For the past 10 years, FX has established itself as an exemplar for groundbreaking television. They are not afraid to take risks, betting on programming that is varied and bold. Those gambles have paid off to the tune of strong viewership, critical acclaim, and numerous Emmy nominations (47 in 2016 alone). Though I was not sure it would be possible, with hits like American Horror Story and The Americans in their pocket, FX has upped the ante with their new show Atlanta.
Atlanta is the brainchild of the superbly talented Donald Glover, also known as Grammy Nominated rapper Childish Gambino. Before we discuss the show itself, we need to acknowledge the fact that Glover is a force of nature. He is an actor, producer, writer, comedian, rapper, and disk jockey. A graduate of the Tisch School of the Arts, he began writing for 30 Rock when he was just 22 years old. After 30 Rock, he starred on Community. Glover’s boundless talents are unleashed on Atlanta, where he pulls triple duty as writer, producer and actor.
Glover stars as Earnest “Earn” Marks, a Princeton drop-out, who is clever yet underachieving. His life is full of struggles, some of his own making, many due to circumstances out of his control. Earn expects to scrap, so the fact he has to, is unremarkable to him. He doesn’t enjoy his job selling credit cards at the airport, and he’s not good at it either, which is problematic since he is working for commission. His lack of cash flow is evidenced by the fact that he is “technically” homeless. He’s currently crashing at his best friend/sometimes lover Vanessa’s (Zazie Beetz) apartment. The two have a complicated relationship, but their connection is strong and they share a mutual love, for each other and their toddler daughter, Lottie. In order to provide for himself and his child, Earn needs to figure out a way to make money. He is idealistic, believing he can do so following his dreams and not taking a job he hates, that merely pays the bills.
“I just keep losing- I mean, some people just supposed to lose? For balance in the universe? I mean, like are there just some on Earth supposed to be here just to make it easier on the winners? Like really?”
Enter, Alfred “Paper Boi” Miles (Brian Tyree Henry), Earn’s once estranged cousin and now potential pay day. Paper Boi is rapper on the verge of a big break, and Earn is aspiring to be his manager. His eponymous single and its accompanying iPhone music video have gone viral. At first, he’s tentative to bring Earn into the fold but does so anyway, naturally with no ceremony. Paper Boi spends most of his time with his “right-hand man and visionary” Darius (LaKeith Stanfield). The two share interesting banter and lots of joints.
Atlanta is a show that focuses on moments, some of which don’t necessarily fit the arc. We don’t get why it’s happening, but are we supposed to? It’s an effective way to build mood. Along with Earn, we attempt to navigate this quirky world. What a beautiful world it is. Atlanta is directed by Hiro Murai, who is best known for directing avant- garde music videos for Childish Gambino and The Shins. Murai has incredible eye and brings us visuals that are equal parts idyllic and melancholy. The exploration of how cities exist within nature. On a beautiful day Earn, Paper Boi and Darius sit outside on a battered, dirty couch smoking weed. The couch sits unapologetically on a lush expanse of vibrant green grass.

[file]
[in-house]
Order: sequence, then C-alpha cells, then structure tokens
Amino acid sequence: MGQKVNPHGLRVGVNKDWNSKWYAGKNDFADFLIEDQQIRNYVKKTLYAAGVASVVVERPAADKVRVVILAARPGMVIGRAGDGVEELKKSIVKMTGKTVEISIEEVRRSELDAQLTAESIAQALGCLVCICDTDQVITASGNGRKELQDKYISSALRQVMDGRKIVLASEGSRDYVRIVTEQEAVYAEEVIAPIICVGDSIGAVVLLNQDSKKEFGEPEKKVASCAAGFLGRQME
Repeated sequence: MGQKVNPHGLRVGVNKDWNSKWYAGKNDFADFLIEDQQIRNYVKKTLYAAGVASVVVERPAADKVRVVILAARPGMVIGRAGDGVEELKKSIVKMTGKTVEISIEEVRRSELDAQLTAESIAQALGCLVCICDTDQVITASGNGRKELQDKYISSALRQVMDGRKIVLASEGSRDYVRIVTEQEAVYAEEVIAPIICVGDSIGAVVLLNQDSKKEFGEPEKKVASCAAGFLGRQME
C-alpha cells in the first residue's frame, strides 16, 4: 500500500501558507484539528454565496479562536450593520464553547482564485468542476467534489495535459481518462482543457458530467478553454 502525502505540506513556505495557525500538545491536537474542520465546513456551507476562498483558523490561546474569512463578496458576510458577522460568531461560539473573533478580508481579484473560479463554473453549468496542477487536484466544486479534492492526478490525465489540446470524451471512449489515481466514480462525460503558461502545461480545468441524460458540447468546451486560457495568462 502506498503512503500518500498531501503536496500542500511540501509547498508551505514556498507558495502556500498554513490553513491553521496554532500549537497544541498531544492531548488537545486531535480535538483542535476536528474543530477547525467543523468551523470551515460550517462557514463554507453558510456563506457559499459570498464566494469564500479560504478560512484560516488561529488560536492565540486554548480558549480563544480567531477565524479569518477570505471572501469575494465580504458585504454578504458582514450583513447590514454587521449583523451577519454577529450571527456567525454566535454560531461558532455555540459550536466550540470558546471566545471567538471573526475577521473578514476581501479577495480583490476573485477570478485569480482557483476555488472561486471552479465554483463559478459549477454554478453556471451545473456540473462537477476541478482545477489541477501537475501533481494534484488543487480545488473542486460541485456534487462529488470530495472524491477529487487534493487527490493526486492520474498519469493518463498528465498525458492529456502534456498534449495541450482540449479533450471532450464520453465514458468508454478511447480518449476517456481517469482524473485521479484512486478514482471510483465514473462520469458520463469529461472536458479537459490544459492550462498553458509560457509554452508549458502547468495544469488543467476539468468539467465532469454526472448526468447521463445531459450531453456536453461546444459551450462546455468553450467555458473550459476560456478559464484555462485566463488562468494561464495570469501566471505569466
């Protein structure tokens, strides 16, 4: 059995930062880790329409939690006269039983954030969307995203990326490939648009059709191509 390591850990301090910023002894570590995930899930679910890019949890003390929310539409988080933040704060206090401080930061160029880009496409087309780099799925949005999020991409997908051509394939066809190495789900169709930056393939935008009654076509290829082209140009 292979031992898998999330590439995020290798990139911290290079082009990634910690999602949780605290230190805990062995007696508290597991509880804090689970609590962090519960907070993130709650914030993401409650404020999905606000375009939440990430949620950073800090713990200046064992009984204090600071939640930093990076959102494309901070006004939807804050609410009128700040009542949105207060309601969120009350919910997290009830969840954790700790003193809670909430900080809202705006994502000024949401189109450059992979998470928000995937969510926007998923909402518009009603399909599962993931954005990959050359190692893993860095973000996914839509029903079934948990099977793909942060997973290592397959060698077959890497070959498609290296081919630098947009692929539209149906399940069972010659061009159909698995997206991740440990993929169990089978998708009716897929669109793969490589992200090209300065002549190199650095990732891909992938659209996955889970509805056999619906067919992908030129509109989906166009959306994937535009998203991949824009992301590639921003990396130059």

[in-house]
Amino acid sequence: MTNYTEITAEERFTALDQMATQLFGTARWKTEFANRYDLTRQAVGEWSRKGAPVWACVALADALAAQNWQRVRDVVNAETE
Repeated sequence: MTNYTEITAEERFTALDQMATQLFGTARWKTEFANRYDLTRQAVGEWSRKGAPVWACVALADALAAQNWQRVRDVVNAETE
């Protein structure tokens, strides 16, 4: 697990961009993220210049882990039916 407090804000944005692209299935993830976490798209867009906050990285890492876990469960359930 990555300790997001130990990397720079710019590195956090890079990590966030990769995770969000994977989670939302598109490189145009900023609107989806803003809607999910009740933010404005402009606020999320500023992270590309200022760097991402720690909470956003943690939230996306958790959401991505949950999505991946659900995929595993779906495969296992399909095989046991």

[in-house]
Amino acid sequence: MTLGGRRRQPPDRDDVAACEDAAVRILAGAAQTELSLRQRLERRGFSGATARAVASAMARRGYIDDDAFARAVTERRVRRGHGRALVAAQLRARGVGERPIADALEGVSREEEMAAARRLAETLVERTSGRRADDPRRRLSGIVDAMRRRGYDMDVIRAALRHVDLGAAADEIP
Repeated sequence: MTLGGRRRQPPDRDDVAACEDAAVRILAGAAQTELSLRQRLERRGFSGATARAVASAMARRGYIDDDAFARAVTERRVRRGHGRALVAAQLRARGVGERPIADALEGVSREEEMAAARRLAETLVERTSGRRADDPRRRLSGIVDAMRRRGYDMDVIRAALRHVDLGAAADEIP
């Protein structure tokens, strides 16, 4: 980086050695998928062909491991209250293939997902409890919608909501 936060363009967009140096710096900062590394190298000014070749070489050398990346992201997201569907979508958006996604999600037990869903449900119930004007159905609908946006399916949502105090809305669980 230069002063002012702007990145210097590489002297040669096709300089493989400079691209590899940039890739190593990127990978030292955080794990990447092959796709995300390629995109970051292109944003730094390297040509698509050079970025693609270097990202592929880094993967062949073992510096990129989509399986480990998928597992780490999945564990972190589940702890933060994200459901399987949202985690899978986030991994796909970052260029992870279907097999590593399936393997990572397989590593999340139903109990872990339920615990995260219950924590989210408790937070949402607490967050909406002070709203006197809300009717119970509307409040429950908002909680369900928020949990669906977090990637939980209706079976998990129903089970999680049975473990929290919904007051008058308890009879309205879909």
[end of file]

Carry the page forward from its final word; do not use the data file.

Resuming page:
The cinematography is not the only component of Atlanta that explores contrast. The overarching theme of Atlanta is what it means to be black in America, a narrative on stereotypes versus reality. During an argument, Earn and Vanessa deliver blunt dialogue on racial imaging. He tells her that she is the stereotype of an “angry black woman” and she asserts that he is the stereotype of a black father. He agrees.
There is a more delicate exploration through Paper Boi. After he shoots an adversary, which we witness in the flash-forward opening of Episode 1 “The Big Bang”, Paper Boi grapples with who he is and the type of “street cred” fans want a rapper to possess. The show didn’t really go into detail of what occurred after the gun shot, but Paper Boi and Earn spent time in a holding cell before being released on bond. After his release, Darius informed Paper Boi that he stock was rising. People liked that he was an old school rapper, inciting violence, shooting guns. A waiter recognizes him when he goes to grab wings and hooked up with a special sauce. He calls Paper Boi “one of the last real rappers” and warns him not to let him down, leaving Paper Boi feeling uncomfortable. You can see the conflict in his eyes. Who he actually is and who the world wants to see.
A similar scenario occurs while Paper Boi is out for a walk. He sees kids pretending to him, shooting each other with fake guns. Paper Boi intervenes, clearly uneasy with his influence, and tells the kids that they shouldn’t play that way. The mother (aunt) supervising them gets immediately defensive so Paper Boi explains that his concern comes from the fact that he is Paper Boi. Instead of being troubled by the admission, the woman begins flirting with the rapper and asks to have her picture taken. All intervention was forgotten.
Like Glover, Atlanta is well rounded and ambitious. It is a dramedy that never goes too far in either direction, a true contradiction.
Atlanta airs on Tuesdays at 10PM on FX
Written By Sarah